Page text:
Disney, Warner Bros., Universal, Netflix Join CBS in Delaying L.A. TV Production Return

Sonja Flemming/CBS


Disney Television, CBS Studios, Warner Bros. TV, Universal TV and Netflix have pushed the post-holiday restart dates on several of their series back as COVID-19 cases in Los Angeles County have surged.

On Tuesday, CBS Studios announced production on NCIS, NCIS: Los Angeles and SEAL Team, all broadcast by CBS, as well as CBS All Access' Why Women Kill and Disney+'s Diary of a Future President had been scheduled to return to production on Jan. 4 after their holiday break. All five shows will now resume on Jan. 11.

The studio's other projects are slated to go back into production later in January.

On Thursday, as all of Hollywood was already shut down for New Year's Eve, Disney Television Studios, Universal TV and Warner Bros. Television both announced similar delays. On Monday, sources confirmed that Netflix would also be delaying its slate of active Los Angeles-based projects until further notice.

Universal series affected by the delay include NBC's Mr Mayor, Kenan, Good Girls and Brooklyn Nine-Nine, HBO Max's upcoming Hacks and the second season of Netflix's Never Have I Ever. Production on those is expected to resume Jan. 11 — save Brooklyn Nine-Nine, which plans to be back at work on Jan. 18. As for Warner Bros., All American, Bob Hearts Abishola, B Positive, Call Me Kat, Mom, Shameless and You are among the projects that will also take an extra week off — returning Jan. 11. (Lucifer and Young Sheldon were previously scheduled to resume on the eleventh, while All Rise is on a planned production hiatus until Jan. 22.

Disney Television Studios ABC Signature and 20th TV have the most productions impacted by the delay. They will also hold off until later in January, at the earliest, with 911, 911: Lone Star, American Crime Story: Impeachment, American Horror Story, American Housewife, Big Shot, Black-ish, Grey's Anatomy, Last Man Standing, Love, Victor, Mayans, Mixed-ish, The Orville, Rebel, Station 19 and This is Us all extending their respective hiatuses to Jan. 18.

Obviously, all of these return dates are tentative as all of Southern California grapples with rising COVID-19 cases.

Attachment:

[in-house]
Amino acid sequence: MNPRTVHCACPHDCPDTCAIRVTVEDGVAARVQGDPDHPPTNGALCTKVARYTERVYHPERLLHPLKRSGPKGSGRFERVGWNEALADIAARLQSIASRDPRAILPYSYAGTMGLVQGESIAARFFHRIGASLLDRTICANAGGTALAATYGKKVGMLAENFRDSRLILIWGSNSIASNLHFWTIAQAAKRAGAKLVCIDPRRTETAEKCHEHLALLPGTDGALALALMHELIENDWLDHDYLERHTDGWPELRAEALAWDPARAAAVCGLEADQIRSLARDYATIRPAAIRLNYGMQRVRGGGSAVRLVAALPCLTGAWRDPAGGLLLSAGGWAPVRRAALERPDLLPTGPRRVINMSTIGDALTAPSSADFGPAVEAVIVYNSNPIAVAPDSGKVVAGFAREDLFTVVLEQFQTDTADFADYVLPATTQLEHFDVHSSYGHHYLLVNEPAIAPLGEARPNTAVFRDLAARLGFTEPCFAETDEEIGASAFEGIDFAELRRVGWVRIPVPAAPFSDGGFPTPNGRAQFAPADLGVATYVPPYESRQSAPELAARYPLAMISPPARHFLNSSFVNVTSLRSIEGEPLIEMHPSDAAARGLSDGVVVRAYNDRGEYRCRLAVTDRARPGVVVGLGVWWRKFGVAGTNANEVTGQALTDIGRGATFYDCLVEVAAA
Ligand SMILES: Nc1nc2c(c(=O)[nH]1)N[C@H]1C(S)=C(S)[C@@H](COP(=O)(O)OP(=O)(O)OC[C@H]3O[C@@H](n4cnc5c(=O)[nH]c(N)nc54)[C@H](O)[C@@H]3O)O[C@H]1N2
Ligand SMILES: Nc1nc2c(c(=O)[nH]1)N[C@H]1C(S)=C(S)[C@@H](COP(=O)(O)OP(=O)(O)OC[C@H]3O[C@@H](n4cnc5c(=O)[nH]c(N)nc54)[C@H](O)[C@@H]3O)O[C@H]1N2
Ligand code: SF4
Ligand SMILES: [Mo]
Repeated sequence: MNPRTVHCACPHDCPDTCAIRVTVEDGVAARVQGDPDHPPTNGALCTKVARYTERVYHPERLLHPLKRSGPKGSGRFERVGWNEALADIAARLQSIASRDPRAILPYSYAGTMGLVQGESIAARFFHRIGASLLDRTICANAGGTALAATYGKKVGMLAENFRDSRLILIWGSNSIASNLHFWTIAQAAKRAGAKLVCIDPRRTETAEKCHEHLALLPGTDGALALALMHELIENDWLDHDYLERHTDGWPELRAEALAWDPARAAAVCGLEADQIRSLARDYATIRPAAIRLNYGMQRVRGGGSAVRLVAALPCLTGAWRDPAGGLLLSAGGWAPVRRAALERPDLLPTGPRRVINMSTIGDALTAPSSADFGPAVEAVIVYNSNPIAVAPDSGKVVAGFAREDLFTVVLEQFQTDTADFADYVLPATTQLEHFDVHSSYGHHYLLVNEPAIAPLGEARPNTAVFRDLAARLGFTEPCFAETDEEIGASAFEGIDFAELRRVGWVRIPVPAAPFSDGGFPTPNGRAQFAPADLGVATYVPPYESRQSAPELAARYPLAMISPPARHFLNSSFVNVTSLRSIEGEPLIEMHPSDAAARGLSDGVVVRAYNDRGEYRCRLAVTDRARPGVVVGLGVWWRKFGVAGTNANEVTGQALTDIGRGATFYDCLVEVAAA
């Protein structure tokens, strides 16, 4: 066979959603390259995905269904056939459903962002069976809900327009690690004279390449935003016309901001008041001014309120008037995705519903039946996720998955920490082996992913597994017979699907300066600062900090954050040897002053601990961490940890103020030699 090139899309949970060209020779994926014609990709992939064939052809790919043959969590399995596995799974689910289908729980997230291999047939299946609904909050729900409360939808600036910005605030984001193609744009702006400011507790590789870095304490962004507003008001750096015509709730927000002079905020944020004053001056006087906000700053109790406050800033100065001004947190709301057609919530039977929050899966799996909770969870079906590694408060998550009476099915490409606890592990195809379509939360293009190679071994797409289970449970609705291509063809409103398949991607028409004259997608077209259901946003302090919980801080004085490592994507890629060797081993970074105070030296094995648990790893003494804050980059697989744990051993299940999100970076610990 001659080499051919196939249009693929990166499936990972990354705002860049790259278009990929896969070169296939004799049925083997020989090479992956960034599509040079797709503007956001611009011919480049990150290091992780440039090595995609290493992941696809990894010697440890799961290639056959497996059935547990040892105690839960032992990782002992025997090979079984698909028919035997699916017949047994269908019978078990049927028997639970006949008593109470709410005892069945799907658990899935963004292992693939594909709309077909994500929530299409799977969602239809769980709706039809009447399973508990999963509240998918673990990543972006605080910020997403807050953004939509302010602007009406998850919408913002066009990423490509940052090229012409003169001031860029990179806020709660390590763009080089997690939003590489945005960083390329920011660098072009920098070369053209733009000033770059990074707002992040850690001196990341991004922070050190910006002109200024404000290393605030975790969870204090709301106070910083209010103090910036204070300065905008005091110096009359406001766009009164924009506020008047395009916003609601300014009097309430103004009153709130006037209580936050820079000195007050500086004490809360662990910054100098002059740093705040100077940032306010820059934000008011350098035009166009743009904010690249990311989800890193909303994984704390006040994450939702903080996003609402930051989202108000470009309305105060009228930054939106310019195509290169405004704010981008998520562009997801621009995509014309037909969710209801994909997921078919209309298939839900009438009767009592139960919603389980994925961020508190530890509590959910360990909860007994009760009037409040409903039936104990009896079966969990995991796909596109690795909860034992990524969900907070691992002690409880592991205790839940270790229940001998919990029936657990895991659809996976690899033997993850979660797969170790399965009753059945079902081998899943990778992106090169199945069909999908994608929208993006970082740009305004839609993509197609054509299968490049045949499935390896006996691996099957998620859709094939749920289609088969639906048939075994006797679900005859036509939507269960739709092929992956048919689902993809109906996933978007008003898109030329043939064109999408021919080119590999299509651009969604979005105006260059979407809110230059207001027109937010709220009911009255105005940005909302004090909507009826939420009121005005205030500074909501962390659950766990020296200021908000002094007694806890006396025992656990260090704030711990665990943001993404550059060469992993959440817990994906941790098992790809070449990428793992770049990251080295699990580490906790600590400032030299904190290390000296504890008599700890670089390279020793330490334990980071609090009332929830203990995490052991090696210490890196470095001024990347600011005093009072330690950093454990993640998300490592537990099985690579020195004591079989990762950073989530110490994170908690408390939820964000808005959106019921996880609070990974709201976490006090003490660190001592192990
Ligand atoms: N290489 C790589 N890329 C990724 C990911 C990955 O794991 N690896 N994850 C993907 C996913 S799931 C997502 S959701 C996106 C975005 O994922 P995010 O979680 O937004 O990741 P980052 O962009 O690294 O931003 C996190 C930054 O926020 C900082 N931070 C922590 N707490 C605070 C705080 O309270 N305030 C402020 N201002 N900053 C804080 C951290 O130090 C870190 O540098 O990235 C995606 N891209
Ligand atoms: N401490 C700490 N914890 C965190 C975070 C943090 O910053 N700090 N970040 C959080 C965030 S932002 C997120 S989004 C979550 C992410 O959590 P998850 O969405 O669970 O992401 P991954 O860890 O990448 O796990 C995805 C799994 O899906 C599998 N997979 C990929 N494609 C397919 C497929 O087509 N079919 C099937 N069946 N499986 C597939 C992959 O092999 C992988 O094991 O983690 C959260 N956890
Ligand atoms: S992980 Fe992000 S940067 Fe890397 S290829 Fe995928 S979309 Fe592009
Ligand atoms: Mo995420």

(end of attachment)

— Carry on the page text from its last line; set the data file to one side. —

The delays come on the heels of the Los Angeles County Department of Public Health urging TV and film productions to consider pausing work as COVID-19 cases have spiked in the county, straining hospital capacities. Earlier Tuesday, a regional stay-at-home order for Southern California was extended through Jan. 16.

"Although music, TV and film productions are allowed to operate, we ask you to strongly consider pausing work for a few weeks during this catastrophic surge in COVID cases," the health department wrote in a Dec. 24 letter to industry contacts. "Identify and delay higher risk activities, and focus on lower risk work for now, if at all possible."

Meanwhile, SAG-AFTRA president Gabrielle Carteris said in a statement posted to the union's website Tuesday that "most entertainment productions will remain on hiatus until the second or third week of January if not later."

Film and TV production is considered an essential business in Los Angeles, allowing studios to continue employing thousands of workers during the pandemic.

California recorded 66,811 new coronavirus infections on Monday, the highest single-day total to date. In L.A. County, 16,914 people are hospitalized with COVID-19, per the health department.

Dec. 31, 5:13 p.m. Updated to include WB and Universal's production delays.

Jan 4, 7:43 p.m. Updated to include Netflix's production delay.